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  • Mark Burns

Respect the Jester, Revere Nothing


Stańczyk, the famous Polish jester, depicted here after learning of the fall of Smolensk. Party goers in the background don't understand the significance. Painting by Jan Matejko.

The whole “royal court” system is ridiculous, which is why it’s best-suited for fantasy worlds. But let’s all take a moment to celebrate the true hero of that realm, the brave and inspiring court jester.

Across history, the jester ranged wildly in style and skills, but often his or her greatest superpower was that of “comic dispensation” - the freedom to speak blunt, brutal truth to power without repercussion. Ironically, while the jester assumed the lowly “fool” position of the social hierarchy, he could safely say things to the king’s face that would’ve gotten the richest nobleman beheaded. Meanwhile, since these observations were rooted in truth, the crowds would recognize that truth and they would laugh - it was as if the jester had read their minds.

This speaks to the power of relatability in comedy. When the jester warns the king, “hey now, remember what happened the last time you invaded Spain?” the people laugh because yeah, they remember. The jester has successfully diffused the tension in the room by bringing to light what was on everyone’s mind. When an audience relates to what you’re sharing, especially if it’s something they didn’t yet realize they related to, they feel understood. The result is a building of trust.

More importantly, the king trusted the jester, and this feedback system would help keep the crown in check. What’s interesting is that the king had no shortage of high-ranking “advisors” and experts at his disposal, but they apparently weren’t empowered to share candid feedback. So, naturally, the only way to contradict the king was using the all-powerful tool of levity. Over time, this clever workaround evolved: dress up a person in ridiculous clothes, deem them a “fool”, and let them deliver tough love in a way that won’t hurt the king’s feeble ego. It was the medieval equivalent of Breaking Bad News With Baby Animals.

Why was this whole charade necessary? We could partially blame the king’s surrounding “yes men” for being fearful and complacent, but it likely stems from an institutional structure that discouraged open communication and rewarded mindless agreement. Sound familiar? It’s still absurdly common in organizations today, and it’s a system ripe for disaster.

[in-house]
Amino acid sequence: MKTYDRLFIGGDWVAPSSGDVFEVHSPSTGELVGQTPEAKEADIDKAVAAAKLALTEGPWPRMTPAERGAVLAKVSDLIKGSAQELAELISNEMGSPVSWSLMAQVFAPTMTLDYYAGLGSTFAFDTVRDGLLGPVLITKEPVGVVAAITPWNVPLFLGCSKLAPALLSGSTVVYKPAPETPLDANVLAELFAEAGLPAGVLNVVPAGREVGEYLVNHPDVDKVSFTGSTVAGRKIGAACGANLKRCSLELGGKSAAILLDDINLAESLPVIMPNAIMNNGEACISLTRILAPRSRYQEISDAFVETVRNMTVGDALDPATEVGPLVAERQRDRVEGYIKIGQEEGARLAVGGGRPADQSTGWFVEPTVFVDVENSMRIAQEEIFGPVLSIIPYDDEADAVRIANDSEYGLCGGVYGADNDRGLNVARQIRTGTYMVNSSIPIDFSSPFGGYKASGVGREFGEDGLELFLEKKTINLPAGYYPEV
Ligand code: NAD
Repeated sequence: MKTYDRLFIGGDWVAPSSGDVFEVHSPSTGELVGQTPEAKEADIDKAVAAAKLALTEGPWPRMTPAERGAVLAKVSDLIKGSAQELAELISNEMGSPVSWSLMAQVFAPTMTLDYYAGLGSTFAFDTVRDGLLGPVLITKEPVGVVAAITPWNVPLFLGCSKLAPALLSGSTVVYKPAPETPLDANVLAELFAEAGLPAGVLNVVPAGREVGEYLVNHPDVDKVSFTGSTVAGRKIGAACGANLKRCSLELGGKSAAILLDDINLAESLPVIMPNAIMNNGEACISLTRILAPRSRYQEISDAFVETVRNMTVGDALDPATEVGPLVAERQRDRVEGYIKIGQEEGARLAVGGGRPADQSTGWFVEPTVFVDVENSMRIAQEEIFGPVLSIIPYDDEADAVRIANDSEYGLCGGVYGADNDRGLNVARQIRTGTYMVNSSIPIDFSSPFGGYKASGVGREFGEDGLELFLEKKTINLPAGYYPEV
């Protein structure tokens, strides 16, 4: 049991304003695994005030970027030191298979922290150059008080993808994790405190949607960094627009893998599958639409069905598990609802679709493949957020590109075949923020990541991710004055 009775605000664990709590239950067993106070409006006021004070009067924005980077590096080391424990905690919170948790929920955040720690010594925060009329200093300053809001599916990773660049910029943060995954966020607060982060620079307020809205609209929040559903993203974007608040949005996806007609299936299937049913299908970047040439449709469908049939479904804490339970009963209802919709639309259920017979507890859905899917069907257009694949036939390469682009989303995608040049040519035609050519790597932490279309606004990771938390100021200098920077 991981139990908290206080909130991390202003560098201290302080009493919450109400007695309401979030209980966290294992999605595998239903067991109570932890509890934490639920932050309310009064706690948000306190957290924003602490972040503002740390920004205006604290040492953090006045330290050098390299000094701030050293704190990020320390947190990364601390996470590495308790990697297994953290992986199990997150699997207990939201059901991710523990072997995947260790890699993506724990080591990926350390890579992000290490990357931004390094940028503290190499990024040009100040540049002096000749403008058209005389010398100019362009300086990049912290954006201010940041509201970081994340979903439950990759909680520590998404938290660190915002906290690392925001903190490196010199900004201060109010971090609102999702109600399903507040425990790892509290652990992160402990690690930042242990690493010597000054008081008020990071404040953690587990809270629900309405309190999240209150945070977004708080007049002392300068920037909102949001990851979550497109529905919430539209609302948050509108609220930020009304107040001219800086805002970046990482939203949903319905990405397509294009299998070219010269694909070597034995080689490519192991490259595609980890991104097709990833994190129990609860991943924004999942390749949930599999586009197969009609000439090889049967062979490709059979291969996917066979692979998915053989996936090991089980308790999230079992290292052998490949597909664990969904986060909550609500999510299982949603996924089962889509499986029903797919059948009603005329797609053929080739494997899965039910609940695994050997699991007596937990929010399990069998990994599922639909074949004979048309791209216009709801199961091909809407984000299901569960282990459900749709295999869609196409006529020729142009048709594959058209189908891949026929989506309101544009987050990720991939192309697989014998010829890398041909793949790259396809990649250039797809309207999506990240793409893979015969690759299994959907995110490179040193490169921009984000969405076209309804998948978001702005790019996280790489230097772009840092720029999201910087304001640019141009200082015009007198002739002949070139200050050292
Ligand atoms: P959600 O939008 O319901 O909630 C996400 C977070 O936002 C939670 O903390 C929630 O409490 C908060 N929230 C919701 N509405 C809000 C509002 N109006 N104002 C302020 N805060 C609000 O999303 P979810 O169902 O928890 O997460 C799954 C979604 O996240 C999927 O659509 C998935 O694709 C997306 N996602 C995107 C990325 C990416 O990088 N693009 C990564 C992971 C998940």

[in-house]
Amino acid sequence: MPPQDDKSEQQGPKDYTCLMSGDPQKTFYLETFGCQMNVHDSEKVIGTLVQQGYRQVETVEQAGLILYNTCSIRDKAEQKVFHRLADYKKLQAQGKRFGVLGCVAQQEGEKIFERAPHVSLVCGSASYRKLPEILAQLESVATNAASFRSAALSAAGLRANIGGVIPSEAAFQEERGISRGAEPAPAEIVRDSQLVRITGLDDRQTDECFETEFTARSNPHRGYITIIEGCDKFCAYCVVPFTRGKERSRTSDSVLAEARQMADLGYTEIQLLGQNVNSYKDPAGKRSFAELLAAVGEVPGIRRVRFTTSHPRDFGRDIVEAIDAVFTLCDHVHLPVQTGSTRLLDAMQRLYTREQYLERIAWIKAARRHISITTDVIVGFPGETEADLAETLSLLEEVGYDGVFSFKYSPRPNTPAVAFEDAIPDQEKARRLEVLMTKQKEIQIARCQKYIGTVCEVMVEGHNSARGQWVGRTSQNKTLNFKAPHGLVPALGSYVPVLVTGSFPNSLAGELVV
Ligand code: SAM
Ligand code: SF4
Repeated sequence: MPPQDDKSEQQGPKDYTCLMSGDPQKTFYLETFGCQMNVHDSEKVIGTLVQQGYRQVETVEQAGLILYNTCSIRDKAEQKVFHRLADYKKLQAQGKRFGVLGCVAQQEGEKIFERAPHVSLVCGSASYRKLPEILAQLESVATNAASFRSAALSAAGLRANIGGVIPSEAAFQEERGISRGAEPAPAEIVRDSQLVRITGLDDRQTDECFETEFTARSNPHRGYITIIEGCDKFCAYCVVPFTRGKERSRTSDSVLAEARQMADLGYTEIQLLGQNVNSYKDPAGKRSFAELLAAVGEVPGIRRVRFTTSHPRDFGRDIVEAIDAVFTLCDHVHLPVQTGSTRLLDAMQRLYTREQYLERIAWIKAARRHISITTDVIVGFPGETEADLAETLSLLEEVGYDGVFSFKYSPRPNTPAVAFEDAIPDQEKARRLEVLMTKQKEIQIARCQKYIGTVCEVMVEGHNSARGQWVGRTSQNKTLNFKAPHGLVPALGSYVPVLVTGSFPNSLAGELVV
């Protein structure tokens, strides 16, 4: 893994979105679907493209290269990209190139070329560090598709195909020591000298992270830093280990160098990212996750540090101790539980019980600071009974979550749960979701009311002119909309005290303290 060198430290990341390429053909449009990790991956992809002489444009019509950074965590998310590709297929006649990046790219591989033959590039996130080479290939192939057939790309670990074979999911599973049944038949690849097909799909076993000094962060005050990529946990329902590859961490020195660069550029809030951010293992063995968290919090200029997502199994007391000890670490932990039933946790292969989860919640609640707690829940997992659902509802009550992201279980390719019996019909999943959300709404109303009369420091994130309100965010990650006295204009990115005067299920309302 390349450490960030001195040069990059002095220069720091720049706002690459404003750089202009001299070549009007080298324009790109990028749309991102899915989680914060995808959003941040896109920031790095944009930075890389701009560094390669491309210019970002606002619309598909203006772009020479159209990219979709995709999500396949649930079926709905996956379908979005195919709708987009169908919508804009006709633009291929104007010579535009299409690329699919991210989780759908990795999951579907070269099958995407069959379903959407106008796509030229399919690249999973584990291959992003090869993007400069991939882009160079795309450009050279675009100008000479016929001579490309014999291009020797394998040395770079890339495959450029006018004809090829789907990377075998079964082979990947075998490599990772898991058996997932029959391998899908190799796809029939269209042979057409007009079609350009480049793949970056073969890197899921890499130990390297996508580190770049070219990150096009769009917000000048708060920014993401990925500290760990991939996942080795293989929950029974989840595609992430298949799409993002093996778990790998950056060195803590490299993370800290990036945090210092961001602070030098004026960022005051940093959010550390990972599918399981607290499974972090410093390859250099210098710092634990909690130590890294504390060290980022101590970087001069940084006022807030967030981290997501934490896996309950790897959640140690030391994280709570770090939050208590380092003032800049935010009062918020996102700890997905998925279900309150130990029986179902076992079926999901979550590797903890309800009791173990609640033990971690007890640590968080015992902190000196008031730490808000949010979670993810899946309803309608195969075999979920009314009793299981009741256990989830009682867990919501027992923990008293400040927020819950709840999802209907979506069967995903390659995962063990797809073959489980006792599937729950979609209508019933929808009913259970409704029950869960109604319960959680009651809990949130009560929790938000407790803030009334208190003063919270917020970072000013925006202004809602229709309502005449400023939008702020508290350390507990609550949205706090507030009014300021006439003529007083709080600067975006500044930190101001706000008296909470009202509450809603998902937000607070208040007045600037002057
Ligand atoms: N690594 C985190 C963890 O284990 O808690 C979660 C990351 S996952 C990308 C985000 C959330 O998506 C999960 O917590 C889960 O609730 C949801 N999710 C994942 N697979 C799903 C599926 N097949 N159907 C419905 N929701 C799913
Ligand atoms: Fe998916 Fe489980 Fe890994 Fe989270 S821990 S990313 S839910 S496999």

This is not a new observation. It’s how the dysfunctional workplace is portrayed in the “before” setting of several thousand leadership books. In an ideal world, we would live in the “after” setting of those books, with bosses that are curious, open-minded active listeners, and diverse environments that encourage radical candor. But we know that’s rarely the case.

In the meantime, you’ll still have to deliver messages that are boring, complicated, or downright unpleasant. You don’t have to dress like a clown or carry around a puppy, but you can use the same magical tool of levity.

At one point “levity” was a scientific term, theorized to be the opposite of gravity. But now it’s typically defined as the use of humor in a serious situation. In other words, lighten up. Here are some starting points for incorporating levity to benefit your environment:

  • Change your perspective. From another angle things seem drastically different. Here’s one such angle: we’re on a ball of dirt floating in space.

  • Say what everyone else is thinking or feeling. This doesn’t require ESP, but it is a sense developed over time. You can feel the tense energy of a withheld response from the group - call it out.

  • Respect all individuals, institutions, and ideas, but do not revere them. This can be a balancing act, but phrases like “don’t ask” or “we don’t talk about that” are a pretty sure sign of reverence. It’s okay to have lighthearted conversations about serious topics.

The sad truth of the jester was that no matter how funny and insightful, they were excluded from the normal social structure, forced to watch from the sidelines with no opportunity for promotion. It’s a pretty extreme consequence for their one superpower. It’s also a compelling case study of a society supposedly built on “honor” and “justice”; they valued the truth enough to designate a specialist to deliver it, yet they were so uncomfortable with raw candor that they cast him aside like a freak.

The jesters pioneered the art of irreverence, bringing balance to the court, and got a pretty raw deal in return. In their honor, try to recognize the bravery required to question the status quo. Be mindful of our instinct to resist and trivialize the jester. Instead, lighten up. Embrace the fun.